Thank you for joining me for the first #RocOut article! National Coming Out Day (October 11th) is just around the corner, and I want to feature some Rochester-area LGBTQ residents.
This first interview features Richie and Kosal Gelser, a gay couple who have been together for 11 years, and got married about one year ago.
SG: Thank you for joining me for this project! With National Coming Out Day coming up, I think it is important to celebrate coming out, and encourage those who are thinking about coming out to take the next step, if they can!
To get started, I’d love to talk about each of your coming out experiences.
KG: It was a little hard, because I wasn’t sure of how my parents would accept it. We were all at the GAP and we saw two guys laughing and touching and my mom said “That’s kind of disgusting.” And she said it was unnatural for two guys to be acting like that, and from then I knew it was going to be hard to come out to them.
SG: So, when you came out, how did you do it?
KG: It took me a long time to come out; I didn’t come to them until I was getting married. My husband asked me how was I going to tell my parents, and I said, well, I’m telling my mom that we are getting married and that’s how I’m coming out. And when I told my mom, she was relieved that I finally said something. It is a little different coming out when your entire family is Muslim- they believe in wife and husband. I came out to my cousin and sister before my parents when we were driving to McDonalds. I told them that I was an alcoholic. And my cousin asked me if I was sure, and I said no, I’m gay. They were very accepting and glad I wasn’t an alcoholic.
SG: Richie, how was your coming out experience?
RG: I first knew I was different in middle school. It wasn’t until junior year of high school that I thought I might be gay. It wasn’t until my sophomore year of college that I felt confident enough to come out. There was a point in college that I was excelling in my freshman year, and then in my sophomore year, I was struggling with my grades. That was the point I kind of thought to myself “I don’t care anymore.” I was struggling with how I thought people would react to me coming out. One of my professors had a conversation with me- her brother was gay, and she figured out that I was. She said to me, “People are going to accept you for who you are, and the people that don’t, don’t need to be in your life.” That was around the same time I met Kosal. A few months after I met Kosal, I told my mom first. I told her that I have something to tell her- “I think I’m gay.” Mom said to me “No, you are confused.” A few months later, I told her again, and Mom didn’t really say anything. And that’s when I said that I was bringing my boyfriend home. Mom was silent. A few weeks later, I brought Kosal home. That first night was the biggest shock for all of us- none of us really knew what would happen. There was never a conversation in my family that being gay was bad. The first few years of being with Kosal, it wasn’t really discussed by my family. After a few years, it was just accepted that we were together. One of the things that impressed me was after growing up in a conservative household, was that my father would accept me. Shortly after Kosal being around, my parents were at a benefit, and someone said something negative about a couple being gay, and my dad looked at him and said, “Do you have a problem with that? My son is gay.” Before that, I felt like there was a wall between my dad and I, and now, I think our relationship has gotten a lot better- coming out as made our relationship ten times better.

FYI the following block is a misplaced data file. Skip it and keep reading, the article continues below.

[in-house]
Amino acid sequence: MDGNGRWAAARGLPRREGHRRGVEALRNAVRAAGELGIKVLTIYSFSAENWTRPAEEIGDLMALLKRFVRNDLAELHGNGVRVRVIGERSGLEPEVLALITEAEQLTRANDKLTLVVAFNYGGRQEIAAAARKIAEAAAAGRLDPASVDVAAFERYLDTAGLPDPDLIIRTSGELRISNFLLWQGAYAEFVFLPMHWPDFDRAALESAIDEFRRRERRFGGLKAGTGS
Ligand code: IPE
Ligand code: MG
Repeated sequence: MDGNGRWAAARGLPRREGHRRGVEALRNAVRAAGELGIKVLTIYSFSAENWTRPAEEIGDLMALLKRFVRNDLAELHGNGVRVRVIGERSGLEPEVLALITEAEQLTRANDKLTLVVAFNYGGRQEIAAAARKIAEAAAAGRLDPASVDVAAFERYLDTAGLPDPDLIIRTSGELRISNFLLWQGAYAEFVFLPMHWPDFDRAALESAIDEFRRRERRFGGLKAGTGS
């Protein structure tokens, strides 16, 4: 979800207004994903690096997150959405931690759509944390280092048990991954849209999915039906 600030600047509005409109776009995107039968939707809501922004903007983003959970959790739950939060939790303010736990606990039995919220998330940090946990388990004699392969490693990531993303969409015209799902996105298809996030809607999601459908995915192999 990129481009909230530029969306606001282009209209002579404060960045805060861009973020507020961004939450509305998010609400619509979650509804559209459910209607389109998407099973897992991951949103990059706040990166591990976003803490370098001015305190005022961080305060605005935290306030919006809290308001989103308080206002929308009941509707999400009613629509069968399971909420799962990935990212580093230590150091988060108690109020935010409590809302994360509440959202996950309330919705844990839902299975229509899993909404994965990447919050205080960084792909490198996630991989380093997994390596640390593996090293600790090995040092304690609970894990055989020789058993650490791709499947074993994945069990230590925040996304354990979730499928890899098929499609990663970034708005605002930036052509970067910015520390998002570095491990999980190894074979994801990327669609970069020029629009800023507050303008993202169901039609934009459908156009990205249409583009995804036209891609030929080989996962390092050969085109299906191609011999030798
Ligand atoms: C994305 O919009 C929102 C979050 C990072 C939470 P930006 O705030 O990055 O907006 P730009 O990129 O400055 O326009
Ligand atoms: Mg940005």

SG: How did you two meet?
KG: We met through a mutual friend! We were going out one night, and she called me and told me that she wanted me to meet a guy. I asked where he was from, and she said he is from Angelica. And I asked if he was a country boy? The whole night, I expected this cowboy-looking guy to walk in. Instead, I got this innocent looking kid, who was super-nice, and well-mannered who didn’t drink- because he was 19. I felt like we had a connection. I didn’t know what it was. I took him to his first gay bar- Tilt.
RG: What I remember from that night, was being terrified. That was the first night I came out to anyone. And going to the first gay bar, was overwhelming.
SG: How long have you been together?
RG: 11 years this month.
SG: You two got married about a year ago, right? What prompted you both to take the next step?
KG: We always wanted to get married, but same-sex marriage wasn’t legalized in NY.
SG: My next question is for both of you: What advice do you both have for someone who isn’t out, but wants to come out?
KG: Don’t be afraid to be yourself. Don’t be scared, hiding doesn’t do you any good.
RG: In order to be true and healthy to yourself, accept yourself. And then, find and surround yourself with people who support you and accept you. Because if you don’t, and if you come out in the wrong environment, it can be harmful.
SG: Thank you both for joining me, and telling your stories.
(photography by Surreal Photography)